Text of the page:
A source may be defined as any kind of information from someone else that a writer draws upon to advance his or her own ideas. Types of sources include print sources, such as books, magazine and journal articles, as well as nonprint sources, such as computer software, movies, television programs, and interviews.
Types of Sources Magazine and journal articles Books (nonfiction and fiction) Newspaper articles, columns, and editorials Government reports Pamphlets and brochures Television broadcasts Movies and stage performances Advertisements and commercials Speeches and lectures Personal interviews Letters and Email Online databases Internet websites These are just a few types of sources available to you as a researcher.
Sources are useful indeed, sometimes crucial when a writer needs to express ideas outside his or her realm of experience. Because good writing requires an attention to detail, sources often are needed to provide the substance that transforms boring, abstract writing into vivid, engaging writing: anecdotes, examples, illustrations, analogies, comparisons, as well as factual information such as statistics are all elements of good writing that can be derived from sources.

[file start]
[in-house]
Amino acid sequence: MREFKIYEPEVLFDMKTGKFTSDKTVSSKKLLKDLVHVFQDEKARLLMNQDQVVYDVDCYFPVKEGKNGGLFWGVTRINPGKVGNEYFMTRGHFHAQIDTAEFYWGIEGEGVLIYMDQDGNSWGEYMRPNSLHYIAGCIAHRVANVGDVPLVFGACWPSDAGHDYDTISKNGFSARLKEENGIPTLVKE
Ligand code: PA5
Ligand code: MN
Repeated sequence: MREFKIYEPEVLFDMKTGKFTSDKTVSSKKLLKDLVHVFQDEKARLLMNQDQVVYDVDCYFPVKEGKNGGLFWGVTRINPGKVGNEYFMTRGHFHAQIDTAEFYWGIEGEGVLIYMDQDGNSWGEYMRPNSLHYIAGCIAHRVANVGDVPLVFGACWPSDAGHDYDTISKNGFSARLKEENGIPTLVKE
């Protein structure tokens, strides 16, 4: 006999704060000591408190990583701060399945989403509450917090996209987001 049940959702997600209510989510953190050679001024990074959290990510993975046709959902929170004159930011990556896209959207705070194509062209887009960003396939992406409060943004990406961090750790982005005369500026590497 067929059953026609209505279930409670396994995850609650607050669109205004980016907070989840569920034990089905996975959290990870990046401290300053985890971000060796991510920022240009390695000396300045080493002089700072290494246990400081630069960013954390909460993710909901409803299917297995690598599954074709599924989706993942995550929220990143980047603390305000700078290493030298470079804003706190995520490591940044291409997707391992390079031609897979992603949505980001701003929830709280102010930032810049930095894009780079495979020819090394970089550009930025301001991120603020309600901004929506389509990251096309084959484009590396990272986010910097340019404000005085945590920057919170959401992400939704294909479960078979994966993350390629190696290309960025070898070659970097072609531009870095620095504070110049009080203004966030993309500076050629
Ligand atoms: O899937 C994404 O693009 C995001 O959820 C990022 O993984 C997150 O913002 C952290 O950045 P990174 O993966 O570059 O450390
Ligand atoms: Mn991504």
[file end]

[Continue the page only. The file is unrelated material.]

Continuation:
However, there are still certain questions a writer needs to address when using sources. One thing to consider is the intended audience of your piece of writing. What do they need to know about your subject matter? How much background information will be needed for your audience to understand your subject?
Also, you should consider your own knowledge of your subject. Even if your topic is something you know well, you may need additional sources to provide examples, additional information, or to lend authority to your own ideas and claims. For instance, you may know a lot about television programming, but some well-placed use of sources from television critics specialists in their field would add to your credibility as a writer and suggest that others who are experts share your opinions.